South Pole Telescope finishes five-year survey of galaxy clusters
Posted March 16, 2012
Its five-year mission: To survey the early universe for massive galaxy clusters, a search designed to understand more about one of cosmology’s greatest mysteries — dark energy .
Mission complete. Now it’s time for something new.
The South Pole Telescope (SPT) , the largest such instrument ever installed at the U.S. Antarctic Program’s research station at the bottom of the world, completed its scan of 2,500-square degrees of night sky at the end of the 2011 winter. The 10-meter telescope has spied hundreds of previously unseen galaxy clusters, including the most massive ever detected, since seeing its first light at the beginning of the 2007 South Pole winter.
“We’re trying to understand what dark energy could be, and our way of looking at it is to see the structures involved,” explained John Carlstrom , principal investigator for the experiment, which includes dozens of collaborators. “The project as a whole has been more successful than any of us thought.”
Galaxy clusters, thanks to the pull of gravity, are the largest structures to have evolved in the cosmos. The SPT hunts for them using the Sunyaev-Zel’dovich (SZ) effect — a small distortion in the cosmic microwave background (CMB) , a “glow” left over from the Big Bang some 14 billion years ago. Such distortions are created as background radiation passes through a large galaxy cluster — effectively creating a shadow from the cluster in the microwave background.
In 2008, the telescope detected its first galaxy clusters using the SZ effect. Two years later, astronomers announced the discovery of the most massive galaxy cluster yet, tipping the scales at the equivalent of 800 trillion suns, and holding hundreds of galaxies. [See previous article — Heavyweight discovery: South Pole Telescope finds most massive galaxy cluster to date.]
Mapping the number of such clusters over the history of the universe can tell researchers how much influence dark energy had on their growth, according to Bradford Benson , a postdoctoral research fellow at the University of Chicago . He is also the lead author of a recent paper that puts additional constraints, based on SPT data, on the models cosmologists use to understand a universe increasingly dominated by dark energy.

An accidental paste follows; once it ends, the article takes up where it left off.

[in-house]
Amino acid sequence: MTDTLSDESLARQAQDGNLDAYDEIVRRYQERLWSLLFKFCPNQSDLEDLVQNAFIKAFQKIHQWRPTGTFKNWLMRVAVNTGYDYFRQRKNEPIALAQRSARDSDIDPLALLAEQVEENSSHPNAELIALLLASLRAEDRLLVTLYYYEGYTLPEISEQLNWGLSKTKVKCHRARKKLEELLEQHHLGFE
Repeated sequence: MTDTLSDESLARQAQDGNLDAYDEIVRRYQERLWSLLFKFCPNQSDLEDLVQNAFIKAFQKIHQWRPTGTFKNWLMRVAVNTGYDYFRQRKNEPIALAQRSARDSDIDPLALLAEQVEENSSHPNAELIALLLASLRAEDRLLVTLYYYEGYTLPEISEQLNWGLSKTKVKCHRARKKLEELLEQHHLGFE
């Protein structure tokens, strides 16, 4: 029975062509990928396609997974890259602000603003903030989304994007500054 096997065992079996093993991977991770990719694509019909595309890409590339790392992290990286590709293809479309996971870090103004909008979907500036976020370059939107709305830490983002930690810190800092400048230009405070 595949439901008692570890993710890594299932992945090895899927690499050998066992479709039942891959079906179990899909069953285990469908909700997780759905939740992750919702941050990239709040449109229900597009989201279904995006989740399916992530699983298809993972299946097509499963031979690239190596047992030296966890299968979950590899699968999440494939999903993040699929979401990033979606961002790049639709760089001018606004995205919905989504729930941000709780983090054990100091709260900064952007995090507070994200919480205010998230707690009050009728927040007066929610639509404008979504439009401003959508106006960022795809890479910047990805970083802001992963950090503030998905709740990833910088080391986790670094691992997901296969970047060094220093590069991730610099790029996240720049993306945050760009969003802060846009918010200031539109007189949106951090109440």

Photo Credit: Peter Rejcek
Bradford Benson, right, explains the South Pole Telescope experiment to Norwegian Prime Minister Jens Stoltenberg.
It sounds like a disembodied entity that Captain Kirk and company might battle in an episode of Star Trek. Dark energy is the prevalent explanation for the accelerating expansion of the universe. Dark energy appears to counteract the gravitational attraction between galaxies.
In a younger, smaller universe billions of years ago, gravity had a greater influence, allowing galaxy clusters to grow and clump together like dust bunnies on a wood floor. In a study last year using SPT data, lead author Christian L Reichardt , with the University of California, Berkeley , and colleagues found that dark energy accounted for no more than 1.8 percent of the total energy-density of the universe at a time when it was only 400,000 years old. Today, dark energy accounts for more than 70 percent of all the matter and energy in the universe.
“Everything is getting diluted. Dark energy is just sitting there,” said Carlstrom, director of the Kavli Institute of Cosmological Physics at the University of Chicago. “In the future, it dominates. Right now it is two-thirds of the energy-density of the universe.”
Now, Carlstrom, Benson and their team want to peer back to near the beginning of time, a fraction of a moment after the Big Bang, when the universe expanded exponentially, a theory known as inflation.1 2 Next